Such writers as HG Wells, Jules Verne, Isaac Asimov and Robert Heinlein defined the way we thought about technology and the future, but in many cases, it was the work of an army of cover artists who got us to pick up their books in the first place.
Whether their work graced the front of a first edition dust jacket or a pulp magazine, these illustrators – often working in relative obscurity – gave colour and shape to the author’s future visions. Not all readers will be familiar with Chris Foss, say, but they’ll more than likely recognise the exotic, airbrushed ships and space scenes that he created for Asimov, Philip K Dick, AE Van Vogt, Arthur C Clarke and numerous other writers.
Thanks to authors Adam Roberts and Graham Sleight, and the crowdfunding platform Unbound, a new book is set to shine a long-overdue light on a vibrant artform. Wonders And Visions: A Visual History Of Science Fiction will collect together dozens of covers, from 1800s cloth-bound books, to the crumbling pages of Weird Tales, Astounding Stories and other pulps, to the comics, paperbacks and dust jackets of the late 20th century and beyond.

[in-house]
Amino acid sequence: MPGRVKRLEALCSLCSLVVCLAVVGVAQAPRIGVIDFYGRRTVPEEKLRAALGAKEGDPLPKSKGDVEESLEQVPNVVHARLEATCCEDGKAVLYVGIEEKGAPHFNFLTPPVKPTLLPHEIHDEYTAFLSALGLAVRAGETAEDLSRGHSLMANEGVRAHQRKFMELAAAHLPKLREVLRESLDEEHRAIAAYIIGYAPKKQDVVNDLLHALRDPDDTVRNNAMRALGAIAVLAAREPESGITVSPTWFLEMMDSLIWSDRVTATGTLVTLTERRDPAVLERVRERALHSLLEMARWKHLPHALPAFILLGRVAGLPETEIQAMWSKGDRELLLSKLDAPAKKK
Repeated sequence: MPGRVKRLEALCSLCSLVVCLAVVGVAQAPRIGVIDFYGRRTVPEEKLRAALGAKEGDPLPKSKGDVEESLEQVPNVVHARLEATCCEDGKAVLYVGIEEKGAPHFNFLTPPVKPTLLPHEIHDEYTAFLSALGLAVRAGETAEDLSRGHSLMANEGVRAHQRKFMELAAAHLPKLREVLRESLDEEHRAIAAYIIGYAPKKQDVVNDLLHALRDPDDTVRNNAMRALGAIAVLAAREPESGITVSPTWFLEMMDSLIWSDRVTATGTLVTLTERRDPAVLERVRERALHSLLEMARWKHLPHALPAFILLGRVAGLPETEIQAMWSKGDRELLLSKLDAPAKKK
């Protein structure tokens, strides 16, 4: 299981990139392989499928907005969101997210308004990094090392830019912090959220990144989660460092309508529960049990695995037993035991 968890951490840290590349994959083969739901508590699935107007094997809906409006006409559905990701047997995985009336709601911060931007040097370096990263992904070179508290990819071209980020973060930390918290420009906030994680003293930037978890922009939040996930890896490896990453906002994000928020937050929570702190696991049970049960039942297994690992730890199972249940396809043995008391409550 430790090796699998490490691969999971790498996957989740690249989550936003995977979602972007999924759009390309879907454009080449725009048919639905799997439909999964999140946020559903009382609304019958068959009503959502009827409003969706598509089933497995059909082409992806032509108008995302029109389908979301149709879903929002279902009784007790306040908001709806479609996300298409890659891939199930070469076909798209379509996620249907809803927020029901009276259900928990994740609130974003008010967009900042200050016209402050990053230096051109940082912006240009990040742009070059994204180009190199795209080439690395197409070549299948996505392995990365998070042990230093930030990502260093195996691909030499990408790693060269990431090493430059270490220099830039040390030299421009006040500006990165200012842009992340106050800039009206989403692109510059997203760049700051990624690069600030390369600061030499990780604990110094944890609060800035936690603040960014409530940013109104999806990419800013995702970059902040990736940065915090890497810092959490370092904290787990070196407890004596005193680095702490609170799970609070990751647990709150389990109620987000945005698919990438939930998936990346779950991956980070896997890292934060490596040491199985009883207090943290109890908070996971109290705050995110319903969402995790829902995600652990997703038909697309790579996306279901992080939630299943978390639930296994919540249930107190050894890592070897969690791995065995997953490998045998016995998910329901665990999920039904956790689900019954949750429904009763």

Its 350 pages will take in the famous and familiar – the eye-catching artwork for John Wyndam’s Day Of The Triffids, say – to the more obscure yet no less captivating. As well as the illustrations, the accompanying text will provide a handy guide to an evolving artform, and how its style changed to reflect the tastes and fears of their times.
Now looking for funding on Unbound, Wonders And Visions can be obtained for the reasonable sum of £35 for a physical copy – and you’ll even get your name listed in the back as one of the volume’s supporters. If you’re a fan of science fiction, it’s well worth your consideration.